Venture Capital Vs Public Stock Markets: An Overview

Social media platforms such as Facebook, Twitter, Instagram, Snapchat, and Pinterest are now household names. They have become a big part of our daily lives. These companies were backed by venture capital firms and are now listed on the public stock markets.

The primary differences between venture capital and stock markets include the risk and return profile as well as access. Let’s explore how the two are related to each other.

How Does Venture Capital Work 

Venture capital offers high rewards but comes with high risks as well. The best part of venture capital is that the return potential is the best among all other classes of assets.

Venture capitalists usually invest through a venture fund or a specific purpose vehicle in companies with innovative ideas and technologies. With this funding, venture capitalists receive shares of the business that can generate returns and can be sold later. To boost the odds of procuring good returns, venture capital firms have a diverse investment portfolio. 

Another important aspect of venture capital is the time horizon in which it works. If you invest through a venture capital vehicle, you must be prepared to lock in your money for a prolonged period. Typically, it takes around four to ten years for receiving any kind of return.

Also, the valuation of a company in the early stages tends to be very fluid. This may refrain venture capitalists to know the true worth of their holdings for several years. 

Related: what is pre-seed funding, what is seed funding

How Does Investing In The Public Stock Market Work

The stock market, on the other hand, works with the shares of public businesses. For investments in public stock markets, the investor will need some capital and a broker account. Quite similar to venture capital, those who invest in stock markets aim to build a diversified portfolio to keep risks at bay while ensuring good returns.

The level of risks involved with the public stock market is dependent on the particular stock that the investor selects. But the general rule of thumb is investing in well-known and established businesses is much more rewarding compared to investing in smaller companies.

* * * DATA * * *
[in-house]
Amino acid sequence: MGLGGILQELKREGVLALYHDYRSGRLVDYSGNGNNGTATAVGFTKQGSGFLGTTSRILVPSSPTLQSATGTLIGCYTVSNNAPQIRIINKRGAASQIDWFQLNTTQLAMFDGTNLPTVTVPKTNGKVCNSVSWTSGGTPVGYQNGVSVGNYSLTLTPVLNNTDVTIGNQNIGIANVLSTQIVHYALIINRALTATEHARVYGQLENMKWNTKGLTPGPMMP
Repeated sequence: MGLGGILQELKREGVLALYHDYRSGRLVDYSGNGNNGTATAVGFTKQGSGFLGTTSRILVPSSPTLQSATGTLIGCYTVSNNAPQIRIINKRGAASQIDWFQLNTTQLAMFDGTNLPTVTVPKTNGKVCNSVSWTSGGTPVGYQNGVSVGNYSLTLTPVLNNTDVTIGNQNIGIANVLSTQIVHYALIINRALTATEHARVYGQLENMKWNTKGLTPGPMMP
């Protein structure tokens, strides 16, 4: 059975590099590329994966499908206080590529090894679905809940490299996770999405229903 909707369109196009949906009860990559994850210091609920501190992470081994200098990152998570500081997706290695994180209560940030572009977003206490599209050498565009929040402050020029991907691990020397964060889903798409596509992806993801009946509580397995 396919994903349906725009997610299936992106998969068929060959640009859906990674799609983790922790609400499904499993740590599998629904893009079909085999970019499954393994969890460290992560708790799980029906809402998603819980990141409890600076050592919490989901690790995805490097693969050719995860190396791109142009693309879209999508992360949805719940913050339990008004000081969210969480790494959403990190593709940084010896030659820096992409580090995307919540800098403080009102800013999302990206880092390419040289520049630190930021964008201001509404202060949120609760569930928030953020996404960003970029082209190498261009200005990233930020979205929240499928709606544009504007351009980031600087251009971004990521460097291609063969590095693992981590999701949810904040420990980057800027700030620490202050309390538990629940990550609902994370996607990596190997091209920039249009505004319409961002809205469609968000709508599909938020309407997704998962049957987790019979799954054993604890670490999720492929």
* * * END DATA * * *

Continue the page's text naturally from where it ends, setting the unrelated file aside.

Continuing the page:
Investors generally factor in the revenue trends of the company, market caps, rivals, and alterations in the value of the stock from time to time. But a major difference between venture capital vs public stock market is that the investors of stock markets cannot access the management team of the business.

Business Valuations And Return On Investment Compared

For those companies that are listed as public businesses, the value is calculated on the multiple of the earnings before receiving taxes, depreciation, and interest. Or on some other multiple specific to that particular industry. Stock market returns vary a lot but the average stock market return on investment has historically been 10% annually.

Business valuation is never an easy job and this is particularly true in the case of startups with meager or no profits. On average, the revenue multiple for startup valuations ranges from 1x to 5x which has a very slow rate of growth amounting to around 10 percent a year. But it can be around 6x to 10x for those that have a growth rate between 30 and 40 percent a year. It can also shoot up to 10x to 20x for startups that show a growth rate of 300 to 400 percent a year. 

Steve Anderson is an investor at Baseline Ventures and he invested $250K into Instagram. If he didn’t make any follow-up investments, the return on his investment when Facebook bought Instagram would be $120M divided by $250K or a 48,000% return (source).

Wrap Up

The top five publicly traded businesses including Google, Apple, Microsoft, Amazon, and Facebook set out as startups powered by venture capital. In essence, the nature of venture capital is to work on prolonged-time horizons.

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